But critics say the benefits don’t justify the effort.
“It gives a rough idea of the dimension of the problem,” said Lawrence Kobilinsky, a professor at John Jay College of Criminal Justice in New York and a forensic scientist. “So what? It doesn’t change how police function in solving a crime.”
“There’s probably 10 times more guns out there” than police can quantify, Kobilinsky said.
Boston Police Commissioner William B. Evans said he wants to improve the department’s intelligence about the number of unsolved shootings and believes the database of guns used in a crime can provide crucial information.
“Instead of thinking that it’s a bunch of guns, it’s one gun,” Evans said. “If we can catch the person with that gun, it makes a difference. A simple shell casing can give us the information we need.”
When Doherty was put in charge of the unit in 2014, it had a lengthy backlog of cases, suffered from poor workflow, and was not accredited, Doherty said.
In response, Doherty clarified staff roles to expedite the team’s work, reducing the backlog from some 200 cases to a few dozen. The unit gained its accreditation in February.
Doherty, who has worked for the Police Department for 31 years, grew up wanting to join the “family business,” following in the footsteps of her father, grandfather, and a host of other relatives.
“We do a specific, almost mechanical job where we’re looking at three-dimensional evidence,” Doherty said.
Doherty oversees firearms examiners and ballistic software technicians who spend their days in a lab at the department’s Tremont Street headquarters, analyzing the markings on shell casings, bullets, and firearms.
They take microscopic images of the ballistic evidence using a 3-D computerized machine; evidence is then entered into the National Integrated Ballistic Information Network and scanned for potential matches to guns, other bullets, or cartridge cases.
“It’s like a fingerprint,” said Gary J. Lewis, a firearms analysis officer who retired from the department in May. “These markings are unique to each firearm.”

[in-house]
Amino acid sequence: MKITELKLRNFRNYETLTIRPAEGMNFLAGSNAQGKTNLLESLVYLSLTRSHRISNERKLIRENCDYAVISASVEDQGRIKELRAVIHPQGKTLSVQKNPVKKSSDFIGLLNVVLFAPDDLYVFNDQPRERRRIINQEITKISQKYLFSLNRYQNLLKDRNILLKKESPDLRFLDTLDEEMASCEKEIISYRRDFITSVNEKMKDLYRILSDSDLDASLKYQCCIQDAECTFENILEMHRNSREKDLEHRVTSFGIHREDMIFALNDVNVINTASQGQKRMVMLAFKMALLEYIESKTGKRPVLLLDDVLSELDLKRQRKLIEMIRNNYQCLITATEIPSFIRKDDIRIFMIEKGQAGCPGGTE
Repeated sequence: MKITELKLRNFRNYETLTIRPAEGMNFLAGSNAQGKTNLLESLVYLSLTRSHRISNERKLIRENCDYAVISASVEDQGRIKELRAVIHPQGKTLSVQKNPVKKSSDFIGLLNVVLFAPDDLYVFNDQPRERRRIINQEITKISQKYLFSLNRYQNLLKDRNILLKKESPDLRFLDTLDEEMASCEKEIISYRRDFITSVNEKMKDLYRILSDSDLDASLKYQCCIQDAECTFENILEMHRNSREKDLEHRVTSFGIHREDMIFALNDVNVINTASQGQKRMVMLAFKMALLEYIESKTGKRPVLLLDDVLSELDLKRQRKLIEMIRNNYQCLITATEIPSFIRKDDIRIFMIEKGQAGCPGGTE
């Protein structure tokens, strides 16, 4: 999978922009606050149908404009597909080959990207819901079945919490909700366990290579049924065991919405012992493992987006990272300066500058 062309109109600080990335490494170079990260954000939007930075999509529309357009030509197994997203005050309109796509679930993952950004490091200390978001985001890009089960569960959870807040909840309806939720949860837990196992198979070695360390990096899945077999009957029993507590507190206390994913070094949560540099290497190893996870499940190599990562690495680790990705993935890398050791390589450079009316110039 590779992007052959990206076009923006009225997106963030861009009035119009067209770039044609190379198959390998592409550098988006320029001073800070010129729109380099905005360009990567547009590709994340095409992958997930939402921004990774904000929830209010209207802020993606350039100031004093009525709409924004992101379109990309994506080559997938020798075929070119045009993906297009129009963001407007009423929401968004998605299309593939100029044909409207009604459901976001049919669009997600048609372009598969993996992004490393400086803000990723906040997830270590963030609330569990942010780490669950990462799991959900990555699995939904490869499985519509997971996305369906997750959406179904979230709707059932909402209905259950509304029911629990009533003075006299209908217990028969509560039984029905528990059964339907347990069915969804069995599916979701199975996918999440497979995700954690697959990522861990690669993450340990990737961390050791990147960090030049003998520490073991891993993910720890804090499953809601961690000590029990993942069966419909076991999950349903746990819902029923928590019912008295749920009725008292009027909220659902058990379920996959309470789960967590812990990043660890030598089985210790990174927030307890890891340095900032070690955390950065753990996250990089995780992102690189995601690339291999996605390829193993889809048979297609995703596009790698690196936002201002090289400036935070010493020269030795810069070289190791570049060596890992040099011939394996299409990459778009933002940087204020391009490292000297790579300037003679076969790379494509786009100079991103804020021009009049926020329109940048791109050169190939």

Probable matches are then visually confirmed in the “scope room.” Examiners spend hours studying a bullet or a shell casing under a microscope, searching for connections between cases and comparing case information, such as locations and suspect descriptions.
As the NIBIN database expands, the likelihood of matches increases.
“The images taken 20 years, 10 years ago, five years ago are all housed in a network,” Doherty said. “What used to take a firearm examiner many years now can be looked at in a 24-hour period.”
There is no shortage of evidence. From the start of 2016 through August, there were 720 shooting incidents in which casings were recovered, Doherty said. Through the first eight months of this year, police had recovered 124 guns that had been used in such cases, compared to 248 last year.
Most common is the 9mm handgun, Doherty said.
In the lab are several buckets of shell casings, collected from across the city. Doherty hopes they can one day be fashioned into a memorial for the victims of gun violence, including Kim Odom, whose 13-year-old son was shot and killed in Dorchester a decade ago.
The families of victims sometimes visit the lab, and Doherty feels obliged to honor their losses.
“They’re so emotional about this place, which is such a cold, barren office, and they were emotional seeing the process here,” Doherty said. “It made me feel that it’s all the more important that we do this job right.”Follow Jan Ransom on Twitter @Jan_Ransom.